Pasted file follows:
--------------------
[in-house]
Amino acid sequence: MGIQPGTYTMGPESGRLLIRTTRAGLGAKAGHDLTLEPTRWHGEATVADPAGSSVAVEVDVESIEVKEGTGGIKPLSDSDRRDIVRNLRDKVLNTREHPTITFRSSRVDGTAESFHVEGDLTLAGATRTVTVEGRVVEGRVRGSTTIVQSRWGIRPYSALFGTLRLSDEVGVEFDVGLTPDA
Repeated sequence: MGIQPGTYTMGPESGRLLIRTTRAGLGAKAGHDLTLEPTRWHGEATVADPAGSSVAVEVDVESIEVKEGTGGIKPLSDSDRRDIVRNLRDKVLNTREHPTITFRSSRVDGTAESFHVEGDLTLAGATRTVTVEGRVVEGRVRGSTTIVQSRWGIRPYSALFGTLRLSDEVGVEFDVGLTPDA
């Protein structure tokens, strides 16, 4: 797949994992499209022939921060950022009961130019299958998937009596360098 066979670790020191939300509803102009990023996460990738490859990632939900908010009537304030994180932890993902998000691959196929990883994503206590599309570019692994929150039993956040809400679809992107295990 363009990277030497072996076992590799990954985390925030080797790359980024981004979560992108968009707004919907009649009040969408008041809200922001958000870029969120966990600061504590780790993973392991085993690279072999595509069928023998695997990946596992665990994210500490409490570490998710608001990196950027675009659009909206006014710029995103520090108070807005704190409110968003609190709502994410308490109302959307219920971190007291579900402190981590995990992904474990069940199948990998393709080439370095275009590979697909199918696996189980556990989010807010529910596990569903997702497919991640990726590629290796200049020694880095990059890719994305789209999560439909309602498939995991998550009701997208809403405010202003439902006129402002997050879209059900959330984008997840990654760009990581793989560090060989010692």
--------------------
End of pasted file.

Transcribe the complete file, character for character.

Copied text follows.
[in-house]
Amino acid sequence: MGIQPGTYTMGPESGRLLIRTTRAGLGAKAGHDLTLEPTRWHGEATVADPAGSSVAVEVDVESIEVKEGTGGIKPLSDSDRRDIVRNLRDKVLNTREHPTITFRSSRVDGTAESFHVEGDLTLAGATRTVTVEGRVVEGRVRGSTTIVQSRWGIRPYSALFGTLRLSDEVGVEFDVGLTPDA
Repeated sequence: MGIQPGTYTMGPESGRLLIRTTRAGLGAKAGHDLTLEPTRWHGEATVADPAGSSVAVEVDVESIEVKEGTGGIKPLSDSDRRDIVRNLRDKVLNTREHPTITFRSSRVDGTAESFHVEGDLTLAGATRTVTVEGRVVEGRVRGSTTIVQSRWGIRPYSALFGTLRLSDEVGVEFDVGLTPDA
């Protein structure tokens, strides 16, 4: 797949994992499209022939921060950022009961130019299958998937009596360098 066979670790020191939300509803102009990023996460990738490859990632939900908010009537304030994180932890993902998000691959196929990883994503206590599309570019692994929150039993956040809400679809992107295990 363009990277030497072996076992590799990954985390925030080797790359980024981004979560992108968009707004919907009649009040969408008041809200922001958000870029969120966990600061504590780790993973392991085993690279072999595509069928023998695997990946596992665990994210500490409490570490998710608001990196950027675009659009909206006014710029995103520090108070807005704190409110968003609190709502994410308490109302959307219920971190007291579900402190981590995990992904474990069940199948990998393709080439370095275009590979697909199918696996189980556990989010807010529910596990569903997702497919991640990726590629290796200049020694880095990059890719994305789209999560439909309602498939995991998550009701997208809403405010202003439902006129402002997050879209059900959330984008997840990654760009990581793989560090060989010692």